Anyone for acronyms?

 

 

 

Yesterday – or as some would have it: B.I.T.D (that’s back in the day for the uninitiated) I joined the A.A.A.A.A.A.A.A.A. (I might have missed out an A or two) – which is, of course:


The Agency Against Acronyms And Appellations that Avoid Actually Affecting Anyone At All.


If you are a communications professional, or someone touched by communications generated by communications professionals (which, I suspect, is almost all of us)  I don’t doubt that you are more than aware of the rise of baffling acronyms and convoluted descriptors that underpin the rarefied science of communications – a highly refined pursuit that, if left to mere mortals, will blind, boggle and befuddle.

 

Of course, there are UX and UI initiatives. There are Digi and Social manifestations. There are Interventions, Installations, Activations and Procrastinations (actually, that last one isn’t a thing. But perhaps it should be.)

There’s messaging that’s B2B, B2C and Experiential.

 

Ah. EXPERIENTIAL. As I’ve mentioned it, this is a good example of the kind of descriptor that prompted me to join the A.A.A.A.A.etc.


First, why bother creating a weird-word that – by adding a few extra letters to the end of an existing word singularly fails to adds anything to our language? I mean, what’s wrong with the word: Experience? And – furthermore – surely ALL communication should be Experiential - an Experience? If we don’t Experience a communication that has been aimed at us, then that communication isn’t working.


OK. You get my point.


Communication that engages us is always AN EXPERIENCE.

I think the annoying word Experiential has been opined because one day, (B.I.T.D), someone decided that perfectly serviceable words like: LIVE, CONFERENCE, THEATRICAL, FACE-TO-FACE, were not ‘Cool’ or ‘obscure’ enough for the gurus of Corporate Communications to utter with sufficient self-importance. And this is just one example.
Corporate Communication has increasingly been re-packaged in hermetically-sealed, disconnected channels that are: Integrated and Non-Integrated; Uni-or-Multi-Platform; Linear or Non-Linear or... Enough.

 

The thing is, in the rush to turn the act of communication into a set of poorly defined but seemingly scientifically-appointed processes, that can only be developed and delivered by white-coated specialists, who operate in isolated laboratories dedicated exclusively to UI or UX, or DIGI, or SOCIAL or… ETC, we are in great danger of forgetting one vitally important thing.

When it works at its best, Communication is a CREATIVE act of connecting human beings. And human beings instinctively want to be part of an inclusive conversation. It matters less to us the platform through which we are drawn into that conversation – and much more, the simple idea that has drawn together in the first place.

 

Simply ‘owning’ a Social Media Channel - for example - and investing in a SOCIAL-Comms-Specialist… does not ensure that people will pay any attention or invest emotionally in the channel. Social-Comms-Gurus might know everything there is to know about the functional versatility of the platform, the typical dwell-time of potential users and the ways in which user behaviour can be measured and interrogated… but, FIRST, there has to be an idea that is creative, witty, clever and compelling, in order to ensure that the platform attracts a willing and committed audience at the outset.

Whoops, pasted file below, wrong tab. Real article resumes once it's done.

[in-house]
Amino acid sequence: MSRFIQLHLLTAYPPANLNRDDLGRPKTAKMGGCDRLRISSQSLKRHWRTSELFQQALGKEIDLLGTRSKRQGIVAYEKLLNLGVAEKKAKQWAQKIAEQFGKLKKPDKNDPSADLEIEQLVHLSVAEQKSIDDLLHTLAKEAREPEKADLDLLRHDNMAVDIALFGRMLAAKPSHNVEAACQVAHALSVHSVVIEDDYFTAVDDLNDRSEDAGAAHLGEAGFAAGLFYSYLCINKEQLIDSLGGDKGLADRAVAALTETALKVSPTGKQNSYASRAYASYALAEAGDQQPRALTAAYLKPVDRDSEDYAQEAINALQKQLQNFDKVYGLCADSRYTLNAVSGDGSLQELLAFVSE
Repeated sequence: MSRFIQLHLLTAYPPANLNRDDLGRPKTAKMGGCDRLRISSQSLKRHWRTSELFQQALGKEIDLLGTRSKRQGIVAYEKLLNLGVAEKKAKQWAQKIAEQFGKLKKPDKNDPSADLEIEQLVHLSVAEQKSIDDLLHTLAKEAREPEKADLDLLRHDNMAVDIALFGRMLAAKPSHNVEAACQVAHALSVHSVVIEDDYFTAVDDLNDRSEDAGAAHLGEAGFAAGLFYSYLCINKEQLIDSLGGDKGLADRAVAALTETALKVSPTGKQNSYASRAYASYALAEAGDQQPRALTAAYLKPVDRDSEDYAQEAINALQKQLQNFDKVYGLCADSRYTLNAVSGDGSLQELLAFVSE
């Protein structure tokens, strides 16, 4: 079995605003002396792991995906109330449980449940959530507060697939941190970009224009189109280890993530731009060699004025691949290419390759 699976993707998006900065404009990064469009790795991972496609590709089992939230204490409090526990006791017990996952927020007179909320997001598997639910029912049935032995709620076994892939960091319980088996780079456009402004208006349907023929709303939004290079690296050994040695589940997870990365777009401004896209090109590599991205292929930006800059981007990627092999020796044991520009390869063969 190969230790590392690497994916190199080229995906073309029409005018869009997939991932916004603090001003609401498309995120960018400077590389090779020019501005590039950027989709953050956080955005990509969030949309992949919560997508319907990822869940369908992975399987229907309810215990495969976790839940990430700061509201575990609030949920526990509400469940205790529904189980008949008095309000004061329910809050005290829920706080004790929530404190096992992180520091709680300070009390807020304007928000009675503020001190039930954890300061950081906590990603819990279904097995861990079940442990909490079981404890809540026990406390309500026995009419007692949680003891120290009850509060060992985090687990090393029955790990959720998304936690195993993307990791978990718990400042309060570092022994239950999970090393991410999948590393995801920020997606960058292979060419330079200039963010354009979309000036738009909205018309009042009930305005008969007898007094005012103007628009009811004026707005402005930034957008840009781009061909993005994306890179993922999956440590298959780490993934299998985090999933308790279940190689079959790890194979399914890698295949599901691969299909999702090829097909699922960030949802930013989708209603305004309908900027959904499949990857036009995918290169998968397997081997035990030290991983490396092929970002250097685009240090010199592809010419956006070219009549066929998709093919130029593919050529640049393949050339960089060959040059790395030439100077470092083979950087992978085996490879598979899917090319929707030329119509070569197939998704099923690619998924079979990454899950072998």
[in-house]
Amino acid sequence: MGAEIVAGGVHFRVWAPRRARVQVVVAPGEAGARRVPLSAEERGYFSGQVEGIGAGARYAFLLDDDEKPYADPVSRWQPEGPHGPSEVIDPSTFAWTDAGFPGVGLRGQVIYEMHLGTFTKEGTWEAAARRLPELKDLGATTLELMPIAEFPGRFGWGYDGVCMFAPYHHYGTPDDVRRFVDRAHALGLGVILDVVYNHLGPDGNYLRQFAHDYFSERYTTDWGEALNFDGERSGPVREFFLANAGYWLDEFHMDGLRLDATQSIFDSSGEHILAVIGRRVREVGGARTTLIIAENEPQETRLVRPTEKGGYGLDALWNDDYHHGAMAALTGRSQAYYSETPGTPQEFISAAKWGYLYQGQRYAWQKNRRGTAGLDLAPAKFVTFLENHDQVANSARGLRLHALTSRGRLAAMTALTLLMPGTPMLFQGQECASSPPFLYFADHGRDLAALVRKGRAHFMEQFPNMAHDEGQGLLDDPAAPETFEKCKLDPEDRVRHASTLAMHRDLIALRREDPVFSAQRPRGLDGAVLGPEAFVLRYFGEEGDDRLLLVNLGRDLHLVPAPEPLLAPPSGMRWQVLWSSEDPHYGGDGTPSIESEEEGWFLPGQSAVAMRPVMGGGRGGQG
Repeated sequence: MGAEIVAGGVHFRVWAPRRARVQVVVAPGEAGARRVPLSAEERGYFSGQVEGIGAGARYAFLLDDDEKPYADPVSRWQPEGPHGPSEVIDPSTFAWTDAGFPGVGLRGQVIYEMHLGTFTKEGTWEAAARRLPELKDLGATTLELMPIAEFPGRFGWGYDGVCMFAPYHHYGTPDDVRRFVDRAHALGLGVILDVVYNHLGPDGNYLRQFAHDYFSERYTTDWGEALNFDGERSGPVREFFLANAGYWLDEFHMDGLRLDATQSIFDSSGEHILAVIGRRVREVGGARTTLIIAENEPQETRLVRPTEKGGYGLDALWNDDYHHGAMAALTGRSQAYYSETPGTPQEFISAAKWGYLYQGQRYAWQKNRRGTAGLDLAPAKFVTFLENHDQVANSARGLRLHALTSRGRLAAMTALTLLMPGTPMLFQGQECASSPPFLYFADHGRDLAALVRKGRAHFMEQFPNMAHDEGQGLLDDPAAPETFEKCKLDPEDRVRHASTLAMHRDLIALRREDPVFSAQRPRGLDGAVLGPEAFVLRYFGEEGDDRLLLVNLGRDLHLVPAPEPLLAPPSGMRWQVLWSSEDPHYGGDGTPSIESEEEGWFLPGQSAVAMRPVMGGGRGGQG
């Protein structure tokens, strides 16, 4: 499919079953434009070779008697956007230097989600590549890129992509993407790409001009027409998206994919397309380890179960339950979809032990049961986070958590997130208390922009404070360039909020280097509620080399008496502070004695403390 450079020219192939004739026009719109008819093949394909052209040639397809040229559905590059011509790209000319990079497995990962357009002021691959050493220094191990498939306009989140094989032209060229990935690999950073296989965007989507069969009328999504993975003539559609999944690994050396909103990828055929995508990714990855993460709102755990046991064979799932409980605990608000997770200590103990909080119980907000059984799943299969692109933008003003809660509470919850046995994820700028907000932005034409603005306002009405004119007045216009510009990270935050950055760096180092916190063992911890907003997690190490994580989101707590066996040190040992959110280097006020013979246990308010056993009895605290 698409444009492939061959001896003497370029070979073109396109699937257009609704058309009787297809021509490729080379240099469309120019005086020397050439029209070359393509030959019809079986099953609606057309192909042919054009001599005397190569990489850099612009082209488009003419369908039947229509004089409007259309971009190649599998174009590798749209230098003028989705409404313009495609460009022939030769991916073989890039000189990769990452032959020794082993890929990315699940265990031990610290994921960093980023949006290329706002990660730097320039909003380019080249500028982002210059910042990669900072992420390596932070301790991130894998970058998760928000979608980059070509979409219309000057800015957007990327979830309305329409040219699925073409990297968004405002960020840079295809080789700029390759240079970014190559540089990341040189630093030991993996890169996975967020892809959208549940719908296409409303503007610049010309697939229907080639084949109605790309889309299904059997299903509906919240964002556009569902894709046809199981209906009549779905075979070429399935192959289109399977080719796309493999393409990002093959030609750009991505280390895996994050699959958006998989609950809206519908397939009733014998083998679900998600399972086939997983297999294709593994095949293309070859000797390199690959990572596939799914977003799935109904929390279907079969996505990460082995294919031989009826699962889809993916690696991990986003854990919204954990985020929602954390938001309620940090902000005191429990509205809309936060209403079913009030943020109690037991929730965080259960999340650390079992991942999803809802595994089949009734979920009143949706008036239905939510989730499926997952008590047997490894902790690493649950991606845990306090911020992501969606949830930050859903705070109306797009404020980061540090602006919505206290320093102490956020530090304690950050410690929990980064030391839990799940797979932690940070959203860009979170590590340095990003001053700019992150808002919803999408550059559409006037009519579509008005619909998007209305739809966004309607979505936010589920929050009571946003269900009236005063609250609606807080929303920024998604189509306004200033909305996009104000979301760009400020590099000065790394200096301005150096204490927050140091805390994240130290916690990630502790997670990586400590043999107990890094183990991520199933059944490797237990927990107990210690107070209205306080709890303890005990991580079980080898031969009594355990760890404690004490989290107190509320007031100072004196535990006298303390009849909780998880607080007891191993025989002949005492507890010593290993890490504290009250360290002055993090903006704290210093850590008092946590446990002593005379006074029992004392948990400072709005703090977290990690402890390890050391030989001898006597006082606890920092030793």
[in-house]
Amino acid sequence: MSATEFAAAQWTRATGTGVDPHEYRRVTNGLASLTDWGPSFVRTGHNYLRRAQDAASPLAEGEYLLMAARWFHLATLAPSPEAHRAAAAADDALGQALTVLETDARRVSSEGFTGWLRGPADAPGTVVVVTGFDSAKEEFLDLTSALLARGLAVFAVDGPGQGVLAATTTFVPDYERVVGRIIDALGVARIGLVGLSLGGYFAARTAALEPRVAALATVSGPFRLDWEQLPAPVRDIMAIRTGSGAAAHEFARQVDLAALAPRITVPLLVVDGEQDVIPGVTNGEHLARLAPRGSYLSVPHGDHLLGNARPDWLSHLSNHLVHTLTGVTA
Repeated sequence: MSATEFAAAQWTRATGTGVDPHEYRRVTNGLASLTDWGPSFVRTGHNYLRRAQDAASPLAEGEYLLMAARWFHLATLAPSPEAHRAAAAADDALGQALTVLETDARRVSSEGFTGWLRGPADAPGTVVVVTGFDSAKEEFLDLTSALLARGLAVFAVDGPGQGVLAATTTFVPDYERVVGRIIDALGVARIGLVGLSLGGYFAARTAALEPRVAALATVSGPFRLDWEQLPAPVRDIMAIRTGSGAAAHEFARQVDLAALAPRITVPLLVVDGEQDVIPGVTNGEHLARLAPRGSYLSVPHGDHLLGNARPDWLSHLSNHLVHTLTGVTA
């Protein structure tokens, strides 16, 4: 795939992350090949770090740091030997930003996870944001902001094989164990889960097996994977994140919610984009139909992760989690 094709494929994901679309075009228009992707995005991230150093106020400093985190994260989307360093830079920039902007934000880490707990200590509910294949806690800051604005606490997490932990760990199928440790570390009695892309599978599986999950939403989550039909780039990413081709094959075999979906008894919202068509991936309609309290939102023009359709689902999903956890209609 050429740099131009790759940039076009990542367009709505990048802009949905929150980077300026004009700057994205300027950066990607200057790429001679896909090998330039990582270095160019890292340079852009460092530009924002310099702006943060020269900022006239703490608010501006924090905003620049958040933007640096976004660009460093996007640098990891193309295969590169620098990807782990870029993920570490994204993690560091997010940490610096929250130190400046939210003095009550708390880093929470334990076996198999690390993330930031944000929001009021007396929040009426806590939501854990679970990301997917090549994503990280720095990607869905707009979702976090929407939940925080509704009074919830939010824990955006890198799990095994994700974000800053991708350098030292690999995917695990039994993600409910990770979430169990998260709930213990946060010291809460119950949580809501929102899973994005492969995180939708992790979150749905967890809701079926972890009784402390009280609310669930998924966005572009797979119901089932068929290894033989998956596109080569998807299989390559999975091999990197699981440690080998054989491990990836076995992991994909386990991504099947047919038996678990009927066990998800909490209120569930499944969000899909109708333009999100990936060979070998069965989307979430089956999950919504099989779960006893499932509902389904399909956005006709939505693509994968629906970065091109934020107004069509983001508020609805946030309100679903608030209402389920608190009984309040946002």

It strikes me that, in an age of multiple-touch-points - be they digital, physical, visual, audio, individual and collective – we have focussed more and more on the potential power of Technology and less and less on the greater and more certain power of the Imagination.

 

To communicate effectively, we should not consider the tool first and then limit our communications initiatives to ‘fit’ the processes and platforms… but rather, empower clever, creative communicators to imagine engagement narratives, campaigns and possibilities that our tools and technologies have been designed to serve.

 

Great, effective and informed communications ideas have the capacity to bridge platforms, techniques and environment – and great ideas are not exclusively supplied by narrow-focused specialists.

Great, innovative and affecting ideas come from those of us who spend our time imagining how to tell a story, or deliver a message in a way that will speak to the hearts and minds of an intended audience. No acronyms. No pigeon holing. No silly, pseudo-science. Just clever, creative and SIMPLE communication – powered by the imagination - which, according to Einstein, has the power to take us anywhere.


Science meanwhile, in his estimation, can only get us from A to B.

 

Which means that if we have something important we want to say, but aren’t sure how, where or when to say it, we should work with people who – at the outset - fire our imaginations and see beyond the limitations of specific and particular technologies, innovating ways to combine each channel’s potential, creating communications that are  compelling and persuasive and inspire people to share the EXPERIENCE.

 

T.T.F.N.  (For those who don’t get this acronym, ask someone born before the year 2000)

 

 

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